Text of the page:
15 things we want to see in Mass Effect 3Posted on February 2, 2011
Mass Effect 3 is out this year. This is ridiculously exciting. The first game was just a great RPG in an exciting sci-fi universe, with an unusually strong protagonist. It wasn’t until the Mass Effect 2 that it started to feel like this decade’s Star Wars. Carrying our own Commander Shepard from one game to the next, including the consequences of their decisions, turned it into a unique gaming epic. And it’s going to wrap up terrifyingly soon.
But BioWare are still experimenting with how their game should work, in everything from the structure of the plot to the genre itself. Both Mass Effects have problems, ones they could solve with Mass Effect 3. So as we did with The Elder Scrolls V: Skyrim, we’ve put together a list of the fifteen things we’d like to see to make Mass Effect 3 the Empire Strikes Back of the series instead of its Revenge of the Sith.
1. A little faith
Previously, on Mass Effect:
“Guys, I saw Saren kill a guy!”
“We don’t believe you.”
“Here’s a recording.”
“OK, we believe you. Find him!”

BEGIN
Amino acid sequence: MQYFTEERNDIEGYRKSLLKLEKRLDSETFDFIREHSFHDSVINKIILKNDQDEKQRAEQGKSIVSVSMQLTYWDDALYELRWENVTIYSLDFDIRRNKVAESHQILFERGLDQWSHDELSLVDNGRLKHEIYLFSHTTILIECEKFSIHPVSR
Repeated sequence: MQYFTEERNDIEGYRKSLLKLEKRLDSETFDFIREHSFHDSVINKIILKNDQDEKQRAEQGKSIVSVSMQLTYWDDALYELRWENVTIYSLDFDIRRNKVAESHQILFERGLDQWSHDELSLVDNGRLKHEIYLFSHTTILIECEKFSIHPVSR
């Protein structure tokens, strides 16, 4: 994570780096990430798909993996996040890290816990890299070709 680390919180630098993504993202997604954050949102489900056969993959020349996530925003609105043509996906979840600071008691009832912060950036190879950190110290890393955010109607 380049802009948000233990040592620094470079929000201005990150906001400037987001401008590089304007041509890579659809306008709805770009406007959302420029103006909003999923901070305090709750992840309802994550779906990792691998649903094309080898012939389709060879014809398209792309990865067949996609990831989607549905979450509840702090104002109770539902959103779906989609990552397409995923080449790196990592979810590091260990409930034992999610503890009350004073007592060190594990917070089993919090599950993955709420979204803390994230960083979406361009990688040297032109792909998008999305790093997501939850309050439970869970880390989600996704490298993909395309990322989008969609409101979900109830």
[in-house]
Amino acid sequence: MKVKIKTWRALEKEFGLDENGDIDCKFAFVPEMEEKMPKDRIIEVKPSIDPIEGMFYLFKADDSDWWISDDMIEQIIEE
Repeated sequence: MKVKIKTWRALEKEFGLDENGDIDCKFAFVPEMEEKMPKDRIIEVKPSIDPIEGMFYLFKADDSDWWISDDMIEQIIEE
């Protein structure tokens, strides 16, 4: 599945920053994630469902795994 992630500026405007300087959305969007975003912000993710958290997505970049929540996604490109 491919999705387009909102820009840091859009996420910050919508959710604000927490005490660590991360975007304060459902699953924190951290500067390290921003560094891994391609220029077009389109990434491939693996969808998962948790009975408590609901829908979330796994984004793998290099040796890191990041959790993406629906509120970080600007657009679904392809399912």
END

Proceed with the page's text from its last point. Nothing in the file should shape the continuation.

“Found him. His ship is a Reaper.”
“We don’t believe you.”
“His Reaper ship is killing you now.”
“OK, we believe you. Save us!”
“Done. Oh look, another Reaper!”
“We don’t believe you.”
“OK, well I found the Reaper, defeated it, saved the world and sent you proof.”
“OK, we believe you.”
What not to do next, on Mass Effect:
“Uh oh, three-hundred and forty-one Reapers are hovering nineteen feet above the surface of the Earth in plain view of over a billion people!”
“We don’t believe you.”
The first time anyone in a position of power doubts my warnings in Mass Effect 3, I’m out. Earth can burn, I’m doing this for the rest of the game.
2. More varied combat
Mass Effect 2 did a good job of making the player classes feel very different, and most have an interesting central mechanic for combat to revolve around. But within that, the hundreds of individual fights could become painfully familiar. Pretty much every fight took place in the same kind of room full of crates and low walls – which popped up from the ground if they weren’t already there – against the same procession of enemy types. I’d love to see some more interesting threats that require us to change our tactics, and some bosses with more interesting concepts than “A guy with a lot of hitpoints”.
3. Free run of the galaxy
Pretty much all we know about Mass Effect 3 is that it’ll be about defending Earth from the Reapers. I’m hoping that doesn’t mean we’re actually on Earth for much of the game – the core thrill of the series for me is zooming around the galaxy lecturing people and punching things. The trailer seems to support that, at least: it’s a soldier on Earth, hoping Shepard’s up in space saving them.